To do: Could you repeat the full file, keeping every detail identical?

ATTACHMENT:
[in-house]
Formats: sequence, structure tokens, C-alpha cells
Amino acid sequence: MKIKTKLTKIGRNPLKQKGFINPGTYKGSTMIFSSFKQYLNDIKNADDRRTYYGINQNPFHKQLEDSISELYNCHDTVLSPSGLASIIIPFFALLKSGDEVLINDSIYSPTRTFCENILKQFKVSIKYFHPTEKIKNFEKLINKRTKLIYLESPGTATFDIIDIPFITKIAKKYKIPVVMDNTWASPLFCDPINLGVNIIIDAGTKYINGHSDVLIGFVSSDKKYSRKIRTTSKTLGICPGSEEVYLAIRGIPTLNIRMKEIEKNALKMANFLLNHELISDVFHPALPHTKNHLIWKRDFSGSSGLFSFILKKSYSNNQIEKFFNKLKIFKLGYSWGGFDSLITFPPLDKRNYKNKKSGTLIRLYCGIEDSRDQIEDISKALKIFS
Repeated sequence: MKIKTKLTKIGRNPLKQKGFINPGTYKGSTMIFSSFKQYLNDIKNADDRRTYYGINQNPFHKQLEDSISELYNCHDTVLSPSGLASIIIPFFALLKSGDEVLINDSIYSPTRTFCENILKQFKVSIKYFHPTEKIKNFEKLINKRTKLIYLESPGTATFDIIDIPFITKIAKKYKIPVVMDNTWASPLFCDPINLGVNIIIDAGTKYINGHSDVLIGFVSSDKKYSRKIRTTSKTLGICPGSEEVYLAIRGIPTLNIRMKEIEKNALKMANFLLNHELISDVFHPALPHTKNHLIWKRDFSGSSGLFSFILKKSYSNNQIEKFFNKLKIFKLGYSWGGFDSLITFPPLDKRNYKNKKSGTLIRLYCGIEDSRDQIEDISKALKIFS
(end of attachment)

[in-house]
Formats: sequence, structure tokens, C-alpha cells
Amino acid sequence: MKIKTKLTKIGRNPLKQKGFINPGTYKGSTMIFSSFKQYLNDIKNADDRRTYYGINQNPFHKQLEDSISELYNCHDTVLSPSGLASIIIPFFALLKSGDEVLINDSIYSPTRTFCENILKQFKVSIKYFHPTEKIKNFEKLINKRTKLIYLESPGTATFDIIDIPFITKIAKKYKIPVVMDNTWASPLFCDPINLGVNIIIDAGTKYINGHSDVLIGFVSSDKKYSRKIRTTSKTLGICPGSEEVYLAIRGIPTLNIRMKEIEKNALKMANFLLNHELISDVFHPALPHTKNHLIWKRDFSGSSGLFSFILKKSYSNNQIEKFFNKLKIFKLGYSWGGFDSLITFPPLDKRNYKNKKSGTLIRLYCGIEDSRDQIEDISKALKIFS
Repeated sequence: MKIKTKLTKIGRNPLKQKGFINPGTYKGSTMIFSSFKQYLNDIKNADDRRTYYGINQNPFHKQLEDSISELYNCHDTVLSPSGLASIIIPFFALLKSGDEVLINDSIYSPTRTFCENILKQFKVSIKYFHPTEKIKNFEKLINKRTKLIYLESPGTATFDIIDIPFITKIAKKYKIPVVMDNTWASPLFCDPINLGVNIIIDAGTKYINGHSDVLIGFVSSDKKYSRKIRTTSKTLGICPGSEEVYLAIRGIPTLNIRMKEIEKNALKMANFLLNHELISDVFHPALPHTKNHLIWKRDFSGSSGLFSFILKKSYSNNQIEKFFNKLKIFKLGYSWGGFDSLITFPPLDKRNYKNKKSGTLIRLYCGIEDSRDQIEDISKALKIFS